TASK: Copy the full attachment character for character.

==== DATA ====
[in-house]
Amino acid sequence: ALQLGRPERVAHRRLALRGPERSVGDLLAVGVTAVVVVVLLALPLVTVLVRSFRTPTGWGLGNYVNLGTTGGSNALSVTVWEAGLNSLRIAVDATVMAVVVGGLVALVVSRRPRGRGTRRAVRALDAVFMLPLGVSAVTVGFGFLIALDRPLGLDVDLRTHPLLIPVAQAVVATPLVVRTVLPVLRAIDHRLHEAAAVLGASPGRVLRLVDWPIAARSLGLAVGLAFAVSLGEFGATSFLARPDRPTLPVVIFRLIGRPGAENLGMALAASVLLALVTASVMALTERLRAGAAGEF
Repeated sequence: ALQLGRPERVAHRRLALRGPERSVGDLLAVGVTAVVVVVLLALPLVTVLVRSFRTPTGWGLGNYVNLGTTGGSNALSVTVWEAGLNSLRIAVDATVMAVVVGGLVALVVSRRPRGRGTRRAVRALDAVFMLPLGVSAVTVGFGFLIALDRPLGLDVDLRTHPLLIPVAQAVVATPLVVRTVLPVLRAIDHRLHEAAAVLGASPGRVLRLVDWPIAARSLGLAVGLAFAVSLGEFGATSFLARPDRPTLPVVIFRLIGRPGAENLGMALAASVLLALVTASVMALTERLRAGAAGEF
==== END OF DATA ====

[in-house]
Amino acid sequence: ALQLGRPERVAHRRLALRGPERSVGDLLAVGVTAVVVVVLLALPLVTVLVRSFRTPTGWGLGNYVNLGTTGGSNALSVTVWEAGLNSLRIAVDATVMAVVVGGLVALVVSRRPRGRGTRRAVRALDAVFMLPLGVSAVTVGFGFLIALDRPLGLDVDLRTHPLLIPVAQAVVATPLVVRTVLPVLRAIDHRLHEAAAVLGASPGRVLRLVDWPIAARSLGLAVGLAFAVSLGEFGATSFLARPDRPTLPVVIFRLIGRPGAENLGMALAASVLLALVTASVMALTERLRAGAAGEF
Repeated sequence: ALQLGRPERVAHRRLALRGPERSVGDLLAVGVTAVVVVVLLALPLVTVLVRSFRTPTGWGLGNYVNLGTTGGSNALSVTVWEAGLNSLRIAVDATVMAVVVGGLVALVVSRRPRGRGTRRAVRALDAVFMLPLGVSAVTVGFGFLIALDRPLGLDVDLRTHPLLIPVAQAVVATPLVVRTVLPVLRAIDHRLHEAAAVLGASPGRVLRLVDWPIAARSLGLAVGLAFAVSLGEFGATSFLARPDRPTLPVVIFRLIGRPGAENLGMALAASVLLALVTASVMALTERLRAGAAGEF